At MSC, ships are named after family members of its employees. CMA CGM mixes Parisian pride—the CMA CGM Louvre and the CMA CGM Champs Elysees entered service recently—with names reflecting Greek mythology as in the 2021-built Apollon and Zepyhr.
Taiwan’s Evergreen Marine Corp., which operated the Ever Given when it beached itself in the Suez Canal in 2021, likes consistency; its flotilla also includes the Ever Burly, the Ever Superb and the Ever Useful.
To be sure, companies don’t spend a few hundred million dollars on a new container ship to make a quick fortune. Matson Inc., based in Honolulu, announced plans in November to purchase three new vessels for about $1 billion. Chief Executive Officer Matthew Cox says Matson expects they will be used for 40 years, complementing its current fleet of ships, which have names that pay homage to Hawaii.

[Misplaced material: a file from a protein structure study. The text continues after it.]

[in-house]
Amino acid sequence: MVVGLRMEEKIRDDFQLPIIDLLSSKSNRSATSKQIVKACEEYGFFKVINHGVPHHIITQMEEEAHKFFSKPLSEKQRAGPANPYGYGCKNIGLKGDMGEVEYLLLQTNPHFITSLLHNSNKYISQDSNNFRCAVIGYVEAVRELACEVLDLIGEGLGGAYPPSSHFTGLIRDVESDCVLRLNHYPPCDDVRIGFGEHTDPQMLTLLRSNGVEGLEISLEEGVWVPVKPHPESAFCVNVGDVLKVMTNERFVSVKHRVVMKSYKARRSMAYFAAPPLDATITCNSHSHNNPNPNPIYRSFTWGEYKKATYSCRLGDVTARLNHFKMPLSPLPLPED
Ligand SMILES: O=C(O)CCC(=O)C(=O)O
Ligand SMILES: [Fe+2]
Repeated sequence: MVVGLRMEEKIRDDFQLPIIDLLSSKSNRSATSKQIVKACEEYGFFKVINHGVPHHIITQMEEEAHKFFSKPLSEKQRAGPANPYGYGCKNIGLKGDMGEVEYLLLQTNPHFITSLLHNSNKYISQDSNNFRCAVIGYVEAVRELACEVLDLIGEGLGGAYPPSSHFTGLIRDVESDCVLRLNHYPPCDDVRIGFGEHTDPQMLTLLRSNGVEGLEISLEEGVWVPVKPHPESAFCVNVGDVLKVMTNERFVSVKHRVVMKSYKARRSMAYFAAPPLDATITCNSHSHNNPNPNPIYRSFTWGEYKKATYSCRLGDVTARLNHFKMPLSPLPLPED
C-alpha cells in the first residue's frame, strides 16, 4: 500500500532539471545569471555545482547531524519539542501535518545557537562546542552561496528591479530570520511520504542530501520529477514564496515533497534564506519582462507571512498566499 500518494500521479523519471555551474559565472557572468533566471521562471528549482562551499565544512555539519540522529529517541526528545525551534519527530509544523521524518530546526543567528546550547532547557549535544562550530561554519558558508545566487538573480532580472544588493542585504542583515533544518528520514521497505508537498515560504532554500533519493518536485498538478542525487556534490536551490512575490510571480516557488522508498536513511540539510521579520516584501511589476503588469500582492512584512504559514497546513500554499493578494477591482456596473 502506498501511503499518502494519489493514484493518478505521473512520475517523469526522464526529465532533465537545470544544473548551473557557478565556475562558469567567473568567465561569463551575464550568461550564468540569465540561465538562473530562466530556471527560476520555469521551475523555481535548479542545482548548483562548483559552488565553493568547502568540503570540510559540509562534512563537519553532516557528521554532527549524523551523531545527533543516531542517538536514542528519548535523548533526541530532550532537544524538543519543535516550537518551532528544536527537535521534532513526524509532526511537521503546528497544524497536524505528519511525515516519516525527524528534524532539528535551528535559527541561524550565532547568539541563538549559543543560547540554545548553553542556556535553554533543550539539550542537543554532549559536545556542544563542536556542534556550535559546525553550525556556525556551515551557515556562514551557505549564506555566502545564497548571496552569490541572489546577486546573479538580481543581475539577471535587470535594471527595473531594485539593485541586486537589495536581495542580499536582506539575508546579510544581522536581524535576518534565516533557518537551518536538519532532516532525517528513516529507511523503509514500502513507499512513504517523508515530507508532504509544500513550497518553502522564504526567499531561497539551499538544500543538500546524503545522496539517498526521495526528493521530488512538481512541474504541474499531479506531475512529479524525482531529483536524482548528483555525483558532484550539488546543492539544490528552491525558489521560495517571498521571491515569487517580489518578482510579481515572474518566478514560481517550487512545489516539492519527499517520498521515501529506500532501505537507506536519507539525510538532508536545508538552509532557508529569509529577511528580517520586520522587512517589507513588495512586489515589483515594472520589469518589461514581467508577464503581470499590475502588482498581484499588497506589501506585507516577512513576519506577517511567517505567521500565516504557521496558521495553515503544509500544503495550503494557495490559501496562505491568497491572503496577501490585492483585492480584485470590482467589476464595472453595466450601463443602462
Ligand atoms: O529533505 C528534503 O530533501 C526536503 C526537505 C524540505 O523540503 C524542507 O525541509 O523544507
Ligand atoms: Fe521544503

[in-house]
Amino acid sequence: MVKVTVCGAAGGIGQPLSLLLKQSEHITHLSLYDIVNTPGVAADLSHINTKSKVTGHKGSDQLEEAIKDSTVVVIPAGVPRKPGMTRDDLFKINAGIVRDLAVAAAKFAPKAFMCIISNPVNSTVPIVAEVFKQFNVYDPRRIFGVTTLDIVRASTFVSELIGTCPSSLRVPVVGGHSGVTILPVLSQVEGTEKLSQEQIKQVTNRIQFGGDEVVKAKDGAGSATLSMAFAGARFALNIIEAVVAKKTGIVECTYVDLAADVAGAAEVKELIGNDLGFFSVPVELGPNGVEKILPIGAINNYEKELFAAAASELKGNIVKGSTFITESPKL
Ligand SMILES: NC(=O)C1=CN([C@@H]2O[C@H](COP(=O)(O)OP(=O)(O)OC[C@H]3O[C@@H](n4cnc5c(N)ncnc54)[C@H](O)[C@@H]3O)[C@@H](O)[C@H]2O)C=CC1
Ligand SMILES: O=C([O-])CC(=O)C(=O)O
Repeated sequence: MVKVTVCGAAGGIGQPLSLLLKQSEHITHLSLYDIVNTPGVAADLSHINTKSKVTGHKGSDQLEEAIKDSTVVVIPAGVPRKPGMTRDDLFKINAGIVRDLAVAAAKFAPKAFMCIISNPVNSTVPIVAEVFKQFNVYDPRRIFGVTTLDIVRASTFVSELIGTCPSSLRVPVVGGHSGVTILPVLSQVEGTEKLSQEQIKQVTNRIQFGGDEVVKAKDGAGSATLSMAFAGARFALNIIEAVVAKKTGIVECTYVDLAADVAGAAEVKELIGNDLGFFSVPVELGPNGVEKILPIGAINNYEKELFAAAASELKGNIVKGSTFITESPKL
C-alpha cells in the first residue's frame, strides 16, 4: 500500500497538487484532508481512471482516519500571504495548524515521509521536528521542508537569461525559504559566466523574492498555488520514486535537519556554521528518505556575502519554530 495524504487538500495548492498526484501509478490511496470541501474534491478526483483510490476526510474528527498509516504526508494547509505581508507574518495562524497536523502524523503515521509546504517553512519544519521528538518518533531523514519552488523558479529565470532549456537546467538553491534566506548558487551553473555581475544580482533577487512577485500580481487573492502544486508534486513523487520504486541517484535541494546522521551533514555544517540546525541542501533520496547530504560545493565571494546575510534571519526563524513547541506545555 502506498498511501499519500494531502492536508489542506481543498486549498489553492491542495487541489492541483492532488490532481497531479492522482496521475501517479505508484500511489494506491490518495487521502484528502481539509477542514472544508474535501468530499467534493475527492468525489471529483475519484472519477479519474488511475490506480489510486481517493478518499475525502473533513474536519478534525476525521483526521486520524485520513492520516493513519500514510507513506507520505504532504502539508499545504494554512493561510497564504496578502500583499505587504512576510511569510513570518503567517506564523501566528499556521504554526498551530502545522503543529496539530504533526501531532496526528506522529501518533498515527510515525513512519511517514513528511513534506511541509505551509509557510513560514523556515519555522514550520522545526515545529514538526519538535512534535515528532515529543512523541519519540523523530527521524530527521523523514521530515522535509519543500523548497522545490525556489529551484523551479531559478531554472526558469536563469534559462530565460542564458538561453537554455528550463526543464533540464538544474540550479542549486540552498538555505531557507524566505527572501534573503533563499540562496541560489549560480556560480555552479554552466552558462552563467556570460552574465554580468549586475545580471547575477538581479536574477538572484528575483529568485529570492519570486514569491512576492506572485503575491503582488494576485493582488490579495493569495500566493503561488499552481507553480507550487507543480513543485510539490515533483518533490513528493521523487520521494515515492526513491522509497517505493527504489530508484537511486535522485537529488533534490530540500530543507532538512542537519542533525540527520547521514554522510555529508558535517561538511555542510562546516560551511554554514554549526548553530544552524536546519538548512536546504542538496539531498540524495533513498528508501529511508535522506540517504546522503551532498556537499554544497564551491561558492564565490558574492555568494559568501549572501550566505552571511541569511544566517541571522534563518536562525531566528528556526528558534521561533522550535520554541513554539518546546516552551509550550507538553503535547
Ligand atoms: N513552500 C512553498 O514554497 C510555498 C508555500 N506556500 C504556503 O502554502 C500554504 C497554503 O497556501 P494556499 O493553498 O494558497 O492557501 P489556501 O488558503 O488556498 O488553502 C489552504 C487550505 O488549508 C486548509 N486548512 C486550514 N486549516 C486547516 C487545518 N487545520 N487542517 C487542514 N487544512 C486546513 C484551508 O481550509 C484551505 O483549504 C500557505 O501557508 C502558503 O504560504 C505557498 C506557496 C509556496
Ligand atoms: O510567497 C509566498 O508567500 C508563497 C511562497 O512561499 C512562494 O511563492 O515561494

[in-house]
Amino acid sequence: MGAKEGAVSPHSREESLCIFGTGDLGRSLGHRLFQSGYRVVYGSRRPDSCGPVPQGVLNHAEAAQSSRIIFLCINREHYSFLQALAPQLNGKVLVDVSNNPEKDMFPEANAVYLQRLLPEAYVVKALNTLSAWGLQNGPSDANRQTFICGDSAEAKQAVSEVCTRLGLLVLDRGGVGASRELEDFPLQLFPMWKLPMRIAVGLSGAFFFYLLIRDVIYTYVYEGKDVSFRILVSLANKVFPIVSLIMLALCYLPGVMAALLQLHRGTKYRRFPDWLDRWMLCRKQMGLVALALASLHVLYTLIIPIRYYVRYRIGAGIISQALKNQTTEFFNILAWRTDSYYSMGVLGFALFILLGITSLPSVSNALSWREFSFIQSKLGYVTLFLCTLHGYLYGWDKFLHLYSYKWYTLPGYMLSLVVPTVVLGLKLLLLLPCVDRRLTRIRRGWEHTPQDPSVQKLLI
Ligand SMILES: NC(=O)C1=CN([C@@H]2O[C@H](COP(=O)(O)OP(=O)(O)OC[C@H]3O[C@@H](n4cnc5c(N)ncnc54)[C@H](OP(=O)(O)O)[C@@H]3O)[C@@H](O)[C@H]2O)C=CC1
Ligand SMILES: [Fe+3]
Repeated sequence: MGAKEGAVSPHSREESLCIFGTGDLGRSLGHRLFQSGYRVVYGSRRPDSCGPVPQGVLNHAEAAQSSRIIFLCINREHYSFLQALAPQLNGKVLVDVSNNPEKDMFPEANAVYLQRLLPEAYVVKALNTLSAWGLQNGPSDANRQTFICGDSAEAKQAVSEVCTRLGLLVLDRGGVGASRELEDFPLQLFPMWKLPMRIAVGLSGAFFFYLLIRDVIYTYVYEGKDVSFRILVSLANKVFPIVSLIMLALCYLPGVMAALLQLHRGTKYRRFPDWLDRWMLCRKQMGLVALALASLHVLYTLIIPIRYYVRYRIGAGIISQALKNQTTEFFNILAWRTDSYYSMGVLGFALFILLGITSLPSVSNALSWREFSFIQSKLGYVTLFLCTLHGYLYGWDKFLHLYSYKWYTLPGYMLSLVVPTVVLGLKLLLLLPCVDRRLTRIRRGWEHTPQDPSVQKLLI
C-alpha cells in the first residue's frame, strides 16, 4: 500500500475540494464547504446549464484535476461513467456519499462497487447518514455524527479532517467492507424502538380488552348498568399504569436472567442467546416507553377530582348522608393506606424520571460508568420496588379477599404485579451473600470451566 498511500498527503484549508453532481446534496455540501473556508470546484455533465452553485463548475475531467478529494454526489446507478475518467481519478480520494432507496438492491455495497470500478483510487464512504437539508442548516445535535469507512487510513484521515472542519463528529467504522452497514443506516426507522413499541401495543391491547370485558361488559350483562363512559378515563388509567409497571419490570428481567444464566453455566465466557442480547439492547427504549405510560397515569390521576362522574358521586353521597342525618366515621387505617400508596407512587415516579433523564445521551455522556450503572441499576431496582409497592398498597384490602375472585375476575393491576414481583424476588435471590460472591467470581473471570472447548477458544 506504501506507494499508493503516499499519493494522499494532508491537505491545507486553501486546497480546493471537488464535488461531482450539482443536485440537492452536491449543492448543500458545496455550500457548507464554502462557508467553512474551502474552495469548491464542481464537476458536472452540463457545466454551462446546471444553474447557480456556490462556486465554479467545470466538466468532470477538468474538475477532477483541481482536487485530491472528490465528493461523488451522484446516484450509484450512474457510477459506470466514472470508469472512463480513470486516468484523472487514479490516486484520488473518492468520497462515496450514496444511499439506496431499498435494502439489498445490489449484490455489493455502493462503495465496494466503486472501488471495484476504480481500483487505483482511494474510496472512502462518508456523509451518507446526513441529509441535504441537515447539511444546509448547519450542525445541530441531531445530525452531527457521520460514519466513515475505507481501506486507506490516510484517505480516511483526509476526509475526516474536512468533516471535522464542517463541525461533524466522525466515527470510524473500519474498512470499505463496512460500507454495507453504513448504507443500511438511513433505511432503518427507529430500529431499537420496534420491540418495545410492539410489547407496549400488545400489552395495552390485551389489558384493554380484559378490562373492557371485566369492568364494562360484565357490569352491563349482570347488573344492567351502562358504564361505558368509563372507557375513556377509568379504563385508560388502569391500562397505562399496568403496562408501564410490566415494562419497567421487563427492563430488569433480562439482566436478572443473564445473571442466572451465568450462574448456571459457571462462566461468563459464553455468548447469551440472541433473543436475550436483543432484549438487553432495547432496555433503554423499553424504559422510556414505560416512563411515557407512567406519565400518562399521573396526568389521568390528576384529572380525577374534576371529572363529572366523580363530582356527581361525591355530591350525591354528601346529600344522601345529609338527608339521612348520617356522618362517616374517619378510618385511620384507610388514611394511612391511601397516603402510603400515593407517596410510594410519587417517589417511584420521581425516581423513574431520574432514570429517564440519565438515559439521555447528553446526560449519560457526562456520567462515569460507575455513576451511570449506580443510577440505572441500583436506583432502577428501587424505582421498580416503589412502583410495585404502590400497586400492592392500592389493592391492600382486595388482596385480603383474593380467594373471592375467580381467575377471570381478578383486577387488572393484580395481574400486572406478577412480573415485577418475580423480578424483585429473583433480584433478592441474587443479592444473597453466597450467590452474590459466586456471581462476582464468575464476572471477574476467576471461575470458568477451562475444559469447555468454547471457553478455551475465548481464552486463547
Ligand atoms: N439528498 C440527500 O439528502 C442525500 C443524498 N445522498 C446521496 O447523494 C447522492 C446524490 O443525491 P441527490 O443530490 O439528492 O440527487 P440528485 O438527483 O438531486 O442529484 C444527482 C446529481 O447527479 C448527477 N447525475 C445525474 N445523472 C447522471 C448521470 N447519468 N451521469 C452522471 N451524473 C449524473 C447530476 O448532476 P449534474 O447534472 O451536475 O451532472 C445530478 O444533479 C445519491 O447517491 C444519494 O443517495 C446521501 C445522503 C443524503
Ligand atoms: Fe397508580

The International Maritime Organization, a UN regulatory agency based in London, has no guidelines on the naming of ships but it does have rules for assigning ships permanent identification numbers.
It’s the names, not the numbers, on ships that stick with customers of ocean-shipping services, says industry veteran John McCown, the founder of Blue Alpha Capital, which tracks US port volumes and container liner profits.
“The names still have relevance for shippers, and when they are reviewing schedules and making a booking, the name of the vessel is fairly important,” says McCown. He’s doing preliminary research into how the process works in order to have a military cargo vessel named after his former mentor, industry pioneer Malcom McLean.